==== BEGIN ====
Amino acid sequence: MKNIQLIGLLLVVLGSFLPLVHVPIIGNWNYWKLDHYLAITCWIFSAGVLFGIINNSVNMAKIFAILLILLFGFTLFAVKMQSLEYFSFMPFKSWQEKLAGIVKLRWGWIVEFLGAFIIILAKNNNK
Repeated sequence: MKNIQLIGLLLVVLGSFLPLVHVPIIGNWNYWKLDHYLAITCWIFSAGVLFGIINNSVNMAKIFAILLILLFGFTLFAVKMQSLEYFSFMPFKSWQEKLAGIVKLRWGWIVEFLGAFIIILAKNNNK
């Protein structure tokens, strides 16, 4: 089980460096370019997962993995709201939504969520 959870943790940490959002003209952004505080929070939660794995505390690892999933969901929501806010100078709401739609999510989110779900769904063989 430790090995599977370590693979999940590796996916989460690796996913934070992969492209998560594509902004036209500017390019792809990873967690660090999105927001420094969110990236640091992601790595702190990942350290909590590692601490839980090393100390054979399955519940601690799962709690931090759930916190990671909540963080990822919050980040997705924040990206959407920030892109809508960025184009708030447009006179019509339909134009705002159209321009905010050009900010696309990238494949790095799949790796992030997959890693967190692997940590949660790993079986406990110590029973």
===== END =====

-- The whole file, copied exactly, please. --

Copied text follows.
Amino acid sequence: MKNIQLIGLLLVVLGSFLPLVHVPIIGNWNYWKLDHYLAITCWIFSAGVLFGIINNSVNMAKIFAILLILLFGFTLFAVKMQSLEYFSFMPFKSWQEKLAGIVKLRWGWIVEFLGAFIIILAKNNNK
Repeated sequence: MKNIQLIGLLLVVLGSFLPLVHVPIIGNWNYWKLDHYLAITCWIFSAGVLFGIINNSVNMAKIFAILLILLFGFTLFAVKMQSLEYFSFMPFKSWQEKLAGIVKLRWGWIVEFLGAFIIILAKNNNK
């Protein structure tokens, strides 16, 4: 089980460096370019997962993995709201939504969520 959870943790940490959002003209952004505080929070939660794995505390690892999933969901929501806010100078709401739609999510989110779900769904063989 430790090995599977370590693979999940590796996916989460690796996913934070992969492209998560594509902004036209500017390019792809990873967690660090999105927001420094969110990236640091992601790595702190990942350290909590590692601490839980090393100390054979399955519940601690799962709690931090759930916190990671909540963080990822919050980040997705924040990206959407920030892109809508960025184009708030447009006179019509339909134009705002159209321009905010050009900010696309990238494949790095799949790796992030997959890693967190692997940590949660790993079986406990110590029973």